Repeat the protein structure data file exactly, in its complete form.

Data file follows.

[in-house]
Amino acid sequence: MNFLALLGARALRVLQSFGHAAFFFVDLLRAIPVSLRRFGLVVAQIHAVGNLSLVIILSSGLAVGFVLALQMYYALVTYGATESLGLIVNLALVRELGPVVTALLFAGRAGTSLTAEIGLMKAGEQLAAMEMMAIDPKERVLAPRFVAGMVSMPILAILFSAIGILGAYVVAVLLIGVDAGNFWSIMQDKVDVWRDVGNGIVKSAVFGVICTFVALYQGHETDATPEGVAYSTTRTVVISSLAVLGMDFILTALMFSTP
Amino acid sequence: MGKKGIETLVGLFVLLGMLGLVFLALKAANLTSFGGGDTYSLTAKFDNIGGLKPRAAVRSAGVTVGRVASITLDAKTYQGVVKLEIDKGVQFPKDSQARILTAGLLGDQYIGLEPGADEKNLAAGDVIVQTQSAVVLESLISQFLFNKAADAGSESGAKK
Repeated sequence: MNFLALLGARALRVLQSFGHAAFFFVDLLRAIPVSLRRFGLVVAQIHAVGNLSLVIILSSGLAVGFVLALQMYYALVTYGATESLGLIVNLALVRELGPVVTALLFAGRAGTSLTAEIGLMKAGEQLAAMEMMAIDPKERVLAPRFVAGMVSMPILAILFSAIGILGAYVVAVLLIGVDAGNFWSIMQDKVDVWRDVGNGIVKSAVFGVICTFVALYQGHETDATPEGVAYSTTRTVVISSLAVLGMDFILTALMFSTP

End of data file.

[in-house]
Amino acid sequence: MNFLALLGARALRVLQSFGHAAFFFVDLLRAIPVSLRRFGLVVAQIHAVGNLSLVIILSSGLAVGFVLALQMYYALVTYGATESLGLIVNLALVRELGPVVTALLFAGRAGTSLTAEIGLMKAGEQLAAMEMMAIDPKERVLAPRFVAGMVSMPILAILFSAIGILGAYVVAVLLIGVDAGNFWSIMQDKVDVWRDVGNGIVKSAVFGVICTFVALYQGHETDATPEGVAYSTTRTVVISSLAVLGMDFILTALMFSTP
Amino acid sequence: MGKKGIETLVGLFVLLGMLGLVFLALKAANLTSFGGGDTYSLTAKFDNIGGLKPRAAVRSAGVTVGRVASITLDAKTYQGVVKLEIDKGVQFPKDSQARILTAGLLGDQYIGLEPGADEKNLAAGDVIVQTQSAVVLESLISQFLFNKAADAGSESGAKK
Repeated sequence: MNFLALLGARALRVLQSFGHAAFFFVDLLRAIPVSLRRFGLVVAQIHAVGNLSLVIILSSGLAVGFVLALQMYYALVTYGATESLGLIVNLALVRELGPVVTALLFAGRAGTSLTAEIGLMKAGEQLAAMEMMAIDPKERVLAPRFVAGMVSMPILAILFSAIGILGAYVVAVLLIGVDAGNFWSIMQDKVDVWRDVGNGIVKSAVFGVICTFVALYQGHETDATPEGVAYSTTRTVVISSLAVLGMDFILTALMFSTP